Tomson Highway Criticism - Essay

Ray Conlogue (essay date 21 November 1987)

(Contemporary Literary Criticism)

SOURCE: "Mixing Spirits, Bingo and Genius," in The Globe and Mail, Toronto, November 21, 1987, p. C5.

[In the following excerpt, Conlogue discusses The Rez Sisters within the context of Highway's life and culture.]

Tomson Highway has long black hair, worn straight and loose. There is no mistaking that he is a native person—he will even call himself an Indian, but the word is tongue-in-cheek nowadays—and his commitment to his heritage is profound. That much he has shown in a play called The Rez Sisters, which came out of nowhere last year to win the Dora award for best play.

The Rez Sisters is being remounted by Toronto's Factory Theatre. That's why, this particular afternoon, Highway is found sitting at the piano in the Factory Theatre's green room, basking in late autumn sunshine. He may have just happened to be there, but the image has the composed quality of an artist mindful of such things. In either case, it is dramatic: a black glossy piano and a black glossy mane of hair.

Highway embodies the customary contradictions of living in two worlds at once, native and white, but he embodies them with special intensity because, simply put, he is outrageously talented. He grew up speaking Cree, not learning English until his teens—but he speaks it now with a fluid and untrammelled eloquence. And although as a child on a Manitoba reserve, he witnessed privation and brutality of every kind, he exudes a startling serenity.

"Indisputably bad things happened to my people," he says. "But it's water under the bridge. Now we have to deal with it, cure it."

Highway, who is 28 years old, is deeply attached to the spirituality of his people. Their religion was badly battered by the traders and missionaries and battered worse by the move off the reserves to the white cities. But it survives nonetheless, and it underlies The Rez Sisters.

The play is set on Manitoulin Island in Georgian Bay, which is a long way from Highway's home on a reserve in northern Manitoba. But it is a place he knows well; he moved there to start a theatre company after graduating from Western University.

One of the things that struck him, after having lived some years in the big white cities, was the way people in isolated communities give a mythical quality to their own lives. "Even in a few years, certain people's adventures become legends. Near where I lived on Manitoulin, there had been a lady who played bingo with such ferocity that she became the queen of bingo. She's dead now, but her spirit still hovers over the bingo hall." He smiles. He is not sanctimonious about these things. "It's a neat way of making your life more fun than it might have been."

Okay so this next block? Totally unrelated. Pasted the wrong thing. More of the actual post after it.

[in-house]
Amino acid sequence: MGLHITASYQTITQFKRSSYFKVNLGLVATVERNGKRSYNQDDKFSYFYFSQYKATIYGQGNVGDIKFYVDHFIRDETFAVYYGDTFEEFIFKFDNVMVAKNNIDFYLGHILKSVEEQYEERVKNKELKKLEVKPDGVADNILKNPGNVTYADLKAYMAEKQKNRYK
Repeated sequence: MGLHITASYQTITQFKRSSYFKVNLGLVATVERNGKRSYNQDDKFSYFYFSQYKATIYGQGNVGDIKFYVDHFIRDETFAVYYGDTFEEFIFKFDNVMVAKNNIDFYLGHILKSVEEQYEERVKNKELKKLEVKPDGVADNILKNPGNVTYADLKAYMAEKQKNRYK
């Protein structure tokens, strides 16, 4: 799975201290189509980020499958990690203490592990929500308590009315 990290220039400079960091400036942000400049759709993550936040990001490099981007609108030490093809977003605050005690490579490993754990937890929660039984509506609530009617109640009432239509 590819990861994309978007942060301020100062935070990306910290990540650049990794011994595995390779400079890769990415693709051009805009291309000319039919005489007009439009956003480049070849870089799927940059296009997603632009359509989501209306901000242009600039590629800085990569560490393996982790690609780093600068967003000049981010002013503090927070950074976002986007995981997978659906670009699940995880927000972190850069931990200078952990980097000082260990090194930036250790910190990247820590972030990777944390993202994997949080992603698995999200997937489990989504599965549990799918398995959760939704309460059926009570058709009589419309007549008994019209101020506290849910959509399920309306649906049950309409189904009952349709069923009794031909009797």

Out of such stories, and the sense of fun underlying native culture—an idea he returns to frequently—Highway began to fashion the story of seven women on this reserve. The story focuses on a huge bingo game they have heard of, which is going to take place in Toronto. They set off on an epic journey to the Big City, which none of them has seen before. On their journey they are accompanied by a seagull, played by an actor; the bird embodies Nanabush, the trickster spirit at the core of native religion.

As the play develops, the story pushes out in several directions. Only two of the women can actually see the magical bird, one of them being a retarded girl who has suffered terrible abuse in her life.

"This trickster is so central to our system of spiritual belief," says Highway. "It's a connection to this great energy, or God, which most people perceive only in moments of extreme crisis. Or when they are close to death, and can see into the spirit world."

In the case of the retarded young woman, he was thinking of a true story of a girl from his home reserve who was raped by several white men on a backwoods road. She was retarded, but, to make doubly sure of not being identified, they beat her and gouged out her eyes. They needn't have troubled—she froze to death before she was found.

In recounting this story, Highway's customary serenity and composure cracks somewhat. There is a terrible anger as he states quietly that the white men, who were known, have never to this day been prosecuted. "The racism is real. And the...

(The entire section is 1808 words.)

William Peel (review date Winter 1990)

(Contemporary Literary Criticism)

SOURCE: A review of The Rez Sisters, in Canadian Theatre Review, No. 65, Winter, 1990, pp. 62-4.

[In the following excerpt, Peel discusses the characters and narrative structure of The Rez Sisters.]

Tomson Highway succeeds in creating a striking cast of characters who reveal both blemishes and beauty, and possess, on the whole, great human dignity. His The Rez Sisters tells the tale of seven Indian women living on a reserve in northern Ontario who one day decide to travel to Toronto to attend "the Biggest Bingo in the World." The women are sisters, half-sisters, and sisters-in-law, and their ages range from the 20s to the 50s. The polarities and...